This mortal round...
You may not have heard of Russell Ebert. He was a South Australian football star and icon, and an integral part of my teen years when I was learning to play the game. As a centre player, I wanted to emulate his style, his ability to read the play and break the lines, his sportsmanship and general demeanour. He died this week, aged 72. Lots of my teenage icons have died in recent years, as have friends and colleagues. I am 67 next year. Mortality walks close beside me and I’m increasingly aware of its presence.
Family history is an imperfect jigsaw puzzle of oral anecdotes, photographs, documents and experiences, full of facts and interpretations, inaccuracies and aphorisms, realities and dreams. I was inspired to write Girlie because of the snippets and tales my mother shared about growing up in the war years with hints of romances and scandals of broken hearts and adventures. When the inspiration became a serious intent on my part, very conscious that if I didn’t capture the stories my mother’s mortality would intervene, I interviewed her over the course of a year, sitting with her in the War Memorial Home on Wednesday afternoons (weekends were for shopping and lunches), asking questions and typing notes, gathering a sense of the identity of the girl and woman who morphed into my mother. Of course, she shied away from intimacies and secrets as she unfolded certain aspects of her teenage years, blushing and giggling sometimes at her admissions, which showed me the sixteen-year-old girl was still running around inside the eighty-year-old woman, so I was left, when I started plotting the novel, with gaps to fill, and deductions to make. Some of the unexpressed secrets became very obvious as the pieces were laid out of the jigsaw. For example, she left Adelaide to go to Melbourne – in itself, not overly unusual – although when you know the side stories (family pressures, a cheating lover – especially the cheating lover, her reasons for leaving become clearer. She would cheekily chastise me for being nosey when I asked her for the truth behind some of her choices and decisions, and then she would laugh when I told her I’d have to ‘make up’ the gaps when I wrote the story, almost taunting me to do so. We had some good times.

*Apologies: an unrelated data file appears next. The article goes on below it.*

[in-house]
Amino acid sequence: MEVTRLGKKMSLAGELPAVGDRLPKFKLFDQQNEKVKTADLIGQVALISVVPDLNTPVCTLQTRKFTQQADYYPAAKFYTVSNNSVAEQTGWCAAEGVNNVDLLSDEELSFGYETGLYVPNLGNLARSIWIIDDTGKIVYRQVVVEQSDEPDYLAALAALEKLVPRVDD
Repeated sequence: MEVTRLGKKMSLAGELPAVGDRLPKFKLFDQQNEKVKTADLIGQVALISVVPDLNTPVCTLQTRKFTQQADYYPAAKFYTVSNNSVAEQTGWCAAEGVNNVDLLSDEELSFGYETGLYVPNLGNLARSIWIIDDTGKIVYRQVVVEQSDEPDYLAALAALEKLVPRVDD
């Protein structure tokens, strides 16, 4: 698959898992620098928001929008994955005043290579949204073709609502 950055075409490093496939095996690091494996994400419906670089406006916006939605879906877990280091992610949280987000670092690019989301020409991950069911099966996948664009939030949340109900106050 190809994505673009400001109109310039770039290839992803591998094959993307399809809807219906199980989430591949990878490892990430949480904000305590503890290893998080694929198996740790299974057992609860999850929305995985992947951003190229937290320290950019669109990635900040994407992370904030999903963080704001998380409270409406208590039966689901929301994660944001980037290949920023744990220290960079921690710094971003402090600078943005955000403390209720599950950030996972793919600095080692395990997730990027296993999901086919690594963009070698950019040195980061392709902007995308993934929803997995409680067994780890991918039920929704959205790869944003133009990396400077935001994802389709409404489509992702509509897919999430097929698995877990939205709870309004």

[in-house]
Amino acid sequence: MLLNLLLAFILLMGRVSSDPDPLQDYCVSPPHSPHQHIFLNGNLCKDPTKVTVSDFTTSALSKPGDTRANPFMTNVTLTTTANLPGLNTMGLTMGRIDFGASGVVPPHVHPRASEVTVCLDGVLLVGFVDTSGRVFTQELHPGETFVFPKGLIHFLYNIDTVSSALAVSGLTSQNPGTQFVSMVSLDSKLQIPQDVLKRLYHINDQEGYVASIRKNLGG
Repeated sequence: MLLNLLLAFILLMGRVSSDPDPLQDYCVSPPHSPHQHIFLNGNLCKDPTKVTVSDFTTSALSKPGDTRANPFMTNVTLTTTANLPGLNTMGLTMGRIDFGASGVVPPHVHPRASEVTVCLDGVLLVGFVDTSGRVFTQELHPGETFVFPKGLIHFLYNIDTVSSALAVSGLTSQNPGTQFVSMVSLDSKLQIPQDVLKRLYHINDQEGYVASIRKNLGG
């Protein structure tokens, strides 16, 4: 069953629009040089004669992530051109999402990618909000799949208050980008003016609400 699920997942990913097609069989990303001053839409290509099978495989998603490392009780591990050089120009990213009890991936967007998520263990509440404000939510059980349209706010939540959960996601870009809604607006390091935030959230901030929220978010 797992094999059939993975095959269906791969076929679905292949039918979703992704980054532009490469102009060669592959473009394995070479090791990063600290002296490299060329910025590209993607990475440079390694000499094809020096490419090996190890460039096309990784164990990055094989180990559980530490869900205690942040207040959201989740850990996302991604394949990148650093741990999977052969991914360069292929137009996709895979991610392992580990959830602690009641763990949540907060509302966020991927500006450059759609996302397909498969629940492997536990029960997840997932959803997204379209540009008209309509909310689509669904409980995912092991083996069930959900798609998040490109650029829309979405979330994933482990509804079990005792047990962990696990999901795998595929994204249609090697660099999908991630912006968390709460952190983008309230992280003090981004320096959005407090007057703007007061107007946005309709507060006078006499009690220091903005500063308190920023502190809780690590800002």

The novel is now finished because I ‘found’ the missing pieces – although they were not difficult in every case to find when the puzzle, as a whole picture, lay on the table. Whether I’ve been successful in laying out the overall picture will be the readers’ judgement. I have to modestly say I like what I see. I see the young woman who was my mother, and she is truly a beautiful, naïve human of her time.
Now the work is finished, I have a very different dilemma. The novel is, after all, part biography, part fiction. Many background or supporting characters are not real, although people like them were. But the main characters carry real names of real people, living and not. Many of the depicted events happened; at least they happened in the way my mother said she remembered, but we know memory is often only our interpretation of what we believe happened. My mother’s memories, therefore, will not be everyone else’s truth. And many of the events most likely never happened because they are the gaps, the ‘missing jigsaw pieces’ I’ve had to make to complete the picture. That means real people might read this and say what is written is lies. And that could also be true. Part fact, part fiction. My dilemma. Part of the plan, when I started the project, knowing it would always be an ‘interpretative memory’ of the lives of many people, was to write the draft using real names and then substitute the real names in the final edit with alternatives to mask the reality. For example, while my parents’ patriarchal family names are Eileen Bonney (Mum) and Bill Shillitoe (Dad), it would be easy to substitute the names with the matriarchal line: Eileen Stephens (Mum) and Bill Green (Dad). There are many advantages to doing this. In particular, while the novel could then be ‘marketed’ as ‘based on a real story’, it would remain essentially historical romance fiction and not be seen as a biography. It would also effectively dissociate me, as author, from the characters as my parents, even though family members and close friends know the truth. I don’t know. I will know in the next week or two, when I look to approach publishers. Maybe I already know because I have always leaned toward changing the real names anyway.
A three-year writing project is done (pending the last decision above). I’ve not published with a publisher for more than a decade and the publishing world I knew is long gone. I start from scratch, even down to writing the pitch email. Any recommendations of potential publishers from out there will be gratefully considered.
Vale Russell. Thank you for being a sporting role model, on and off the field. And thank you for reminding me to put my priorities in order this week.
Writing is my passion. Ideas, opinions, beliefs, experiences expressed through language - through words and images - pervade and create my life. Writing is my voice, my soul, my self. My dream is one day writing will sustain my life...